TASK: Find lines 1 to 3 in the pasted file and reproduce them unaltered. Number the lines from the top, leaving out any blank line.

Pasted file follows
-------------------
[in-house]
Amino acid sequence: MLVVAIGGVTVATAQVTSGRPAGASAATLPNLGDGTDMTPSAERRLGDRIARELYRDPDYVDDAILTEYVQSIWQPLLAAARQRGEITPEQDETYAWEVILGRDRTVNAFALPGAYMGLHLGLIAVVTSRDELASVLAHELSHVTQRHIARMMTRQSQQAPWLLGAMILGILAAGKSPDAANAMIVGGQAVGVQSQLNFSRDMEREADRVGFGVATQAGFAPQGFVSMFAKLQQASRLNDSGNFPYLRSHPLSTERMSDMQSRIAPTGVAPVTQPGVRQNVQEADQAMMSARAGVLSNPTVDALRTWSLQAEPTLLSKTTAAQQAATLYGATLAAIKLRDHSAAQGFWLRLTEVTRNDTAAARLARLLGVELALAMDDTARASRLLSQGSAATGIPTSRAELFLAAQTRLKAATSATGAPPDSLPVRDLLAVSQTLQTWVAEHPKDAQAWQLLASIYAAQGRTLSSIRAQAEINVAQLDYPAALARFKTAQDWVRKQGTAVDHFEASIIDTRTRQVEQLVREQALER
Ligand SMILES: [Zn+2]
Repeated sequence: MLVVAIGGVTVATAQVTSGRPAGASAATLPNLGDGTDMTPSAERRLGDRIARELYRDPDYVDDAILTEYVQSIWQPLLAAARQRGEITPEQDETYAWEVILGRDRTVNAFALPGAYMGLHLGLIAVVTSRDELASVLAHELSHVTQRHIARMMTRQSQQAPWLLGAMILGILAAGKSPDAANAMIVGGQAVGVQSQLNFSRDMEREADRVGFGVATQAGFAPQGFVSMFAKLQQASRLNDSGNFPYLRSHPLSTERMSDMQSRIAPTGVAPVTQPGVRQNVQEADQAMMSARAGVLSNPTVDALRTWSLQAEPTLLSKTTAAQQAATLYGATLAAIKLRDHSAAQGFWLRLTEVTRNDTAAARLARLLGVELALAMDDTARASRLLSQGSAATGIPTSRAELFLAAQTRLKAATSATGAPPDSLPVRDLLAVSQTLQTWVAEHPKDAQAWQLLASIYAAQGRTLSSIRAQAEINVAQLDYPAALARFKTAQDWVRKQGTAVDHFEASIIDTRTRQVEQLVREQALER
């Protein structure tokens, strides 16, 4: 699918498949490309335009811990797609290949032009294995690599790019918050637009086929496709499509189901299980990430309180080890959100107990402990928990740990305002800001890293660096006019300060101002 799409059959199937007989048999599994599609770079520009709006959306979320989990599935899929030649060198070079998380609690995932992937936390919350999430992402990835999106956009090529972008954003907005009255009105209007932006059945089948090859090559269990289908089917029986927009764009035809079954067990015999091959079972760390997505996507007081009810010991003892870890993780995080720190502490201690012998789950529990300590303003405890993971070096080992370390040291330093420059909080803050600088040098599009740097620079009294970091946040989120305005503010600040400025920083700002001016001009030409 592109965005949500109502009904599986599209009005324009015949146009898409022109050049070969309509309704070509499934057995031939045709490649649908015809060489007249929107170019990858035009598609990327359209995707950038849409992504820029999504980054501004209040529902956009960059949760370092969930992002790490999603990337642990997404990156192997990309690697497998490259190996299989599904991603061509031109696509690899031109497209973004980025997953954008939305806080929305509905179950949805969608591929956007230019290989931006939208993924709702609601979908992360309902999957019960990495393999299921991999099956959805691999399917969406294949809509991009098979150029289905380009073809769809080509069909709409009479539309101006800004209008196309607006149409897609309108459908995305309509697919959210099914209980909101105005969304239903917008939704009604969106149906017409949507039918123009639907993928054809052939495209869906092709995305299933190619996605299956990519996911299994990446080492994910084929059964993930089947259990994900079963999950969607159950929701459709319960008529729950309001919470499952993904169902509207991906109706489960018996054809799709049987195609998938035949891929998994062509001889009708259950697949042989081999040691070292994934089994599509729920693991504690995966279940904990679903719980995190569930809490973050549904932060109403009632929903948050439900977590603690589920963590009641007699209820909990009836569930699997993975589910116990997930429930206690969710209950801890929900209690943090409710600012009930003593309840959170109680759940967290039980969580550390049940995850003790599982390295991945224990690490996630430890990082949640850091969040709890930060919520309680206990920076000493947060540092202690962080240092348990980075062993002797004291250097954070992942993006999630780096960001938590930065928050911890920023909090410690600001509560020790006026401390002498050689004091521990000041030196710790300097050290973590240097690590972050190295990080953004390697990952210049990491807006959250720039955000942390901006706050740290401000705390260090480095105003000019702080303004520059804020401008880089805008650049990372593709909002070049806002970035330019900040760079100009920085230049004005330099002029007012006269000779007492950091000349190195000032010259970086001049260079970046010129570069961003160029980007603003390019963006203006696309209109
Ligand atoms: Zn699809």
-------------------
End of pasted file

[in-house]
Amino acid sequence: MLVVAIGGVTVATAQVTSGRPAGASAATLPNLGDGTDMTPSAERRLGDRIARELYRDPDYVDDAILTEYVQSIWQPLLAAARQRGEITPEQDETYAWEVILGRDRTVNAFALPGAYMGLHLGLIAVVTSRDELASVLAHELSHVTQRHIARMMTRQSQQAPWLLGAMILGILAAGKSPDAANAMIVGGQAVGVQSQLNFSRDMEREADRVGFGVATQAGFAPQGFVSMFAKLQQASRLNDSGNFPYLRSHPLSTERMSDMQSRIAPTGVAPVTQPGVRQNVQEADQAMMSARAGVLSNPTVDALRTWSLQAEPTLLSKTTAAQQAATLYGATLAAIKLRDHSAAQGFWLRLTEVTRNDTAAARLARLLGVELALAMDDTARASRLLSQGSAATGIPTSRAELFLAAQTRLKAATSATGAPPDSLPVRDLLAVSQTLQTWVAEHPKDAQAWQLLASIYAAQGRTLSSIRAQAEINVAQLDYPAALARFKTAQDWVRKQGTAVDHFEASIIDTRTRQVEQLVREQALER
Ligand SMILES: [Zn+2]